For Utah's outgoing U.S. attorney, the next chapter of his legal career will include preventing corporations from running afoul of the law.
Brett Tolman's last day as Utah's top federal prosecutor is Dec. 31.
In January, Tolman will become a partner at the law firm Ray Quinney & Nebeker. Tolman said he'll focus on corporate compliance issues and development of corporate policies and procedure. He also plans to do some government relations work and lobbying.
Tolman, 39, resigned in October ahead of anticipated changes by the Obama administration. He was appointed in July 2006 by then-President George W. Bush.
"I believe in change. I think people in the public eye can stay too long," Tolman told The Associated Press late Tuesday. "I gave everything I could to the job. There were some great things and some lessons I'll take with me that will be meaningful for the rest of my life."
Tolman's tenure was marked by several high-profile prosecutions, including the Elizabeth Smart kidnapping, and timed his departure for after a 10-day competency hearing for Brian David Mitchell, who is charged with the 2002 abduction.
Other cases of note included a multiyear investigation into artifacts looting in the Four Corners area and the indictment of Tim DeChristopher, a University of Utah student accused of infiltrating a federal oil-and-gas auction in an effort to run up parcel prices to safeguard land near Arches and Canyonlands national parks. He also focused on investigating and prosecuting financial fraud and other white collar crimes.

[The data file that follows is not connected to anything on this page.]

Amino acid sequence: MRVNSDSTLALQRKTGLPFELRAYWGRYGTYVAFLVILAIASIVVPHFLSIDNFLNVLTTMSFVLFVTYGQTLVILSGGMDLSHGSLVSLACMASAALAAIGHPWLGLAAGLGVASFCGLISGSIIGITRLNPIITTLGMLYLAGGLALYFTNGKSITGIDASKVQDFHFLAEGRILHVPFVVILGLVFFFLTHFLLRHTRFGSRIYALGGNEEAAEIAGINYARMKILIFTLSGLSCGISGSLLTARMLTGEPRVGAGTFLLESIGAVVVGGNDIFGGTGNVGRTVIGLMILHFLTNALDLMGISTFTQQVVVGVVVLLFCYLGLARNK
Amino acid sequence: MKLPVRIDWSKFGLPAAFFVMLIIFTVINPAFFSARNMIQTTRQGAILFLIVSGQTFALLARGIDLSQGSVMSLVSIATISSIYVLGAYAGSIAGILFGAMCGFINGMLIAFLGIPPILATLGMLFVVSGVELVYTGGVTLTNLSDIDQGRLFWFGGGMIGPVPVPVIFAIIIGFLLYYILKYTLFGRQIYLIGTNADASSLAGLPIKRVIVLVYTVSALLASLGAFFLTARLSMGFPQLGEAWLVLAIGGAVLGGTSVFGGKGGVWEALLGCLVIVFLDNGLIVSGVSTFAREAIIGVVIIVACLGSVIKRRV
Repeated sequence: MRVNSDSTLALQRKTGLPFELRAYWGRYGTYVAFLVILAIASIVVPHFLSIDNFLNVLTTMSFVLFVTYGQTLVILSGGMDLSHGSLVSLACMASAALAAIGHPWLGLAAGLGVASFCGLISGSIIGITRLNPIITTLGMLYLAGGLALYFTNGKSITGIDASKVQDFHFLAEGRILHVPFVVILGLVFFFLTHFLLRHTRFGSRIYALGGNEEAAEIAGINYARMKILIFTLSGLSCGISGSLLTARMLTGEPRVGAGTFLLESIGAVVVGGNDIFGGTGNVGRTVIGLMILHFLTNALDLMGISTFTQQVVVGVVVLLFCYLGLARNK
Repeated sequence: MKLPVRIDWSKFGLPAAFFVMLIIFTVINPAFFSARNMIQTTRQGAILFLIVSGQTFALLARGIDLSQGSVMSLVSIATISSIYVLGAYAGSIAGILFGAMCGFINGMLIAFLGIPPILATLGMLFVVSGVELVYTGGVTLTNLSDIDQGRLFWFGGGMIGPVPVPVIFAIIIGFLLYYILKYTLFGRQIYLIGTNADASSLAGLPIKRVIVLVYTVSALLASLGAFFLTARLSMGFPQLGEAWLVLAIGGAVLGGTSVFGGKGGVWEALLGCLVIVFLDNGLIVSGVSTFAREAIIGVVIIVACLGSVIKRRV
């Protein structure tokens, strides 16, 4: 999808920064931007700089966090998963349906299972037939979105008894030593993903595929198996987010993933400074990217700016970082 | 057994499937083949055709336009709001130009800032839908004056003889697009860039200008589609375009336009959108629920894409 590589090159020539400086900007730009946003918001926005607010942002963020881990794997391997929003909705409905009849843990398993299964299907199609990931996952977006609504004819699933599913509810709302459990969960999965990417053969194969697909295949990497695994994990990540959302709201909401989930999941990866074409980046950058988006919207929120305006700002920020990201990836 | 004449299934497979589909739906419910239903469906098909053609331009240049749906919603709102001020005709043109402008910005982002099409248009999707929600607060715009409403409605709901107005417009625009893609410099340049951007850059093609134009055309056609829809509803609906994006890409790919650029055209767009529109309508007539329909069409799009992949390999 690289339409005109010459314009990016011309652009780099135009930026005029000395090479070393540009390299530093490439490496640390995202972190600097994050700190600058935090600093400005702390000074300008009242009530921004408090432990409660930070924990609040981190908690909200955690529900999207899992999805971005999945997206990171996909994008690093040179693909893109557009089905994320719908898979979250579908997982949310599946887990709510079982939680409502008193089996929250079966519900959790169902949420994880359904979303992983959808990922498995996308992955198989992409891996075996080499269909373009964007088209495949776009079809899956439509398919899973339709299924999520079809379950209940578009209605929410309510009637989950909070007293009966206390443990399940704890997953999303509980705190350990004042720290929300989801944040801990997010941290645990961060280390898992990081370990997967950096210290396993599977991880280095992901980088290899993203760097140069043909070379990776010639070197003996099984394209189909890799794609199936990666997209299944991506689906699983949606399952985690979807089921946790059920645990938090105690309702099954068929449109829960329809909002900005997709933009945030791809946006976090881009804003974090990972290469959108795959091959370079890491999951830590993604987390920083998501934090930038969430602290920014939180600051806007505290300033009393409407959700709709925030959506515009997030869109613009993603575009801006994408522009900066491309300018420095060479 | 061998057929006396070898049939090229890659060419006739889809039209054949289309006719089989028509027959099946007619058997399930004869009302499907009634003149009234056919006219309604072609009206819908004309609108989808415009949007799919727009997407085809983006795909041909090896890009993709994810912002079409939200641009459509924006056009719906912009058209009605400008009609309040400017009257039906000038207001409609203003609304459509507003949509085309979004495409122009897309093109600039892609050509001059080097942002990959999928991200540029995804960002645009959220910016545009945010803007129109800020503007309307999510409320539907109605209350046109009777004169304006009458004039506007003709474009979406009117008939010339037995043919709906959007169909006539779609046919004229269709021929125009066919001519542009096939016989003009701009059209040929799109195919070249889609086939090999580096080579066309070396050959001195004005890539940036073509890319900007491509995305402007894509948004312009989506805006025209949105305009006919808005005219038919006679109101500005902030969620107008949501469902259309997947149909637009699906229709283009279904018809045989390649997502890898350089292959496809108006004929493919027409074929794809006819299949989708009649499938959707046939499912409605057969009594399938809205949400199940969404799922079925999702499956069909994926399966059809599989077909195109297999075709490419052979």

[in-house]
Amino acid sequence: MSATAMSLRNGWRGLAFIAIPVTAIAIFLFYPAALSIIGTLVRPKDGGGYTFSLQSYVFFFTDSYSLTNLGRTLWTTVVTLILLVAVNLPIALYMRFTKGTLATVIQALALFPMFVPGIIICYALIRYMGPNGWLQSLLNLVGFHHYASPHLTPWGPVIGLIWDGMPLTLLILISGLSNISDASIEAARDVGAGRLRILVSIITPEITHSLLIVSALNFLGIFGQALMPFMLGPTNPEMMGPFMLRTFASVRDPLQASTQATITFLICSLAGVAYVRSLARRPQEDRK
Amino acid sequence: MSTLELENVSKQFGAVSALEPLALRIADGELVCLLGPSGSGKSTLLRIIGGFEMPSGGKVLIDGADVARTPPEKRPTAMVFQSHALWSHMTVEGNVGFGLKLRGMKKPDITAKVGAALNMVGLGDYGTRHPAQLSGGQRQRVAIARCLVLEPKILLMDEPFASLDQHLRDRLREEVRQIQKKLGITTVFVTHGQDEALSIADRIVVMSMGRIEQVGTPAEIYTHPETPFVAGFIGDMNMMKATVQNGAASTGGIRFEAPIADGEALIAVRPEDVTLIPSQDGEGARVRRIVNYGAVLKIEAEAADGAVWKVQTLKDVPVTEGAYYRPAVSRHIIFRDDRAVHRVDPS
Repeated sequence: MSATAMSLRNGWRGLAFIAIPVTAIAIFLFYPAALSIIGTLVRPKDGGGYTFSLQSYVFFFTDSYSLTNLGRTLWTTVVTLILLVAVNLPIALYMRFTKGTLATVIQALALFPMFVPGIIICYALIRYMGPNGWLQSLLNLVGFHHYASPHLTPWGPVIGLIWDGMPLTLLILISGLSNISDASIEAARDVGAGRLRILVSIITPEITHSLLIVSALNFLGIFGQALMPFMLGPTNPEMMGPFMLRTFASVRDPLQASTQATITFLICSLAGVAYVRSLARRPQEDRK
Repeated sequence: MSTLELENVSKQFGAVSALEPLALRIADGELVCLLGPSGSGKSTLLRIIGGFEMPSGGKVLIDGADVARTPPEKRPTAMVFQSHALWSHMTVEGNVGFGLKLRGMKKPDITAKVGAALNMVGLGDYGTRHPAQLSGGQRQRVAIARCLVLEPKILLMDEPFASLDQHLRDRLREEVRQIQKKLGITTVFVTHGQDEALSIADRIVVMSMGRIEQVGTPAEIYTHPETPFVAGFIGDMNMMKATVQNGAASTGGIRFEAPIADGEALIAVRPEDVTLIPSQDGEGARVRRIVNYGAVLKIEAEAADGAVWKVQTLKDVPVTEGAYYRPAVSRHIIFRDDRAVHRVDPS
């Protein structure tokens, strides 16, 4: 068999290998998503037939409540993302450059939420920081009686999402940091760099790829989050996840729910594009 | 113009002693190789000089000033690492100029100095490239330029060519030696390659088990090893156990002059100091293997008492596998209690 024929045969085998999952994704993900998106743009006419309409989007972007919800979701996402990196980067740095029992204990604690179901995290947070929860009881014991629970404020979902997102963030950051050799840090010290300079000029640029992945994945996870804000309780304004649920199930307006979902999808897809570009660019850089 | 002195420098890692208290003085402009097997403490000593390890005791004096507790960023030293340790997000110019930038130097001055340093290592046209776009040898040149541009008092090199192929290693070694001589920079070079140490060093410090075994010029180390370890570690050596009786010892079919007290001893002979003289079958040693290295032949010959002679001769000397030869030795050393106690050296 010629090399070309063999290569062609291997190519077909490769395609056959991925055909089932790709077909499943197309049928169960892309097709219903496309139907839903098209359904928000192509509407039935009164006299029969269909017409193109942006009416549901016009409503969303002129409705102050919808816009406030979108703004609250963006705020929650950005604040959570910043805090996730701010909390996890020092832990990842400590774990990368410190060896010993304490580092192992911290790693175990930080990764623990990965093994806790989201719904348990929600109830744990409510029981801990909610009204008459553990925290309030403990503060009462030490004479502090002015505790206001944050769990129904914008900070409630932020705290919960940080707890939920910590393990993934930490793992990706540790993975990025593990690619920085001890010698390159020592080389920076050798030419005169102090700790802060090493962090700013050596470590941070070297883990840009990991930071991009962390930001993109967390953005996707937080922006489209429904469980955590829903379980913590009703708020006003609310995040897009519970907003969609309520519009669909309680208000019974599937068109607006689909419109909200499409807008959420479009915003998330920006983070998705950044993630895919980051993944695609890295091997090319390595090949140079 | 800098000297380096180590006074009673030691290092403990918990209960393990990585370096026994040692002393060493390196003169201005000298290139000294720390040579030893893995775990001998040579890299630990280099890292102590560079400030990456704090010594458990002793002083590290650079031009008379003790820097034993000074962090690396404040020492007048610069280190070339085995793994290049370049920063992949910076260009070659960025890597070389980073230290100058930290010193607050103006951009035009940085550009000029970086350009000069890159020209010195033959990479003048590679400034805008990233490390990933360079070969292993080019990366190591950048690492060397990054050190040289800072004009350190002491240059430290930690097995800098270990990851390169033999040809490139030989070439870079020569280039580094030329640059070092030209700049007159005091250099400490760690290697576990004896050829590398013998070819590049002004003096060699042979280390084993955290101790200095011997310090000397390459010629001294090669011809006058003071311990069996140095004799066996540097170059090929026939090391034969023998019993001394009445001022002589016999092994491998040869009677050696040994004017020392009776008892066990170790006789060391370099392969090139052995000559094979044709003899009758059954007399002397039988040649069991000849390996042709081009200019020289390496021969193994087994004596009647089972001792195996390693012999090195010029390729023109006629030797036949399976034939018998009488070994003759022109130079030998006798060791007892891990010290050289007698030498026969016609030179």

As Utah's U.S. attorney, Tolman said he also tried to foster better working relationships between state, local and federal agencies and to minimize political influences in his decision-making. He said he leaves with "great satisfaction" about the work done on his watch.
"I can say that I looked at every decision and tried to do the right thing, and was not thinking about whether it was politically popular for one side or the other," Tolman said. "Sometimes that made me a hero, sometimes a goat."
Tolman's resignation has prompted speculation about whether he would run for public office. Tolman said Tuesday he has no immediate plans to enter politics.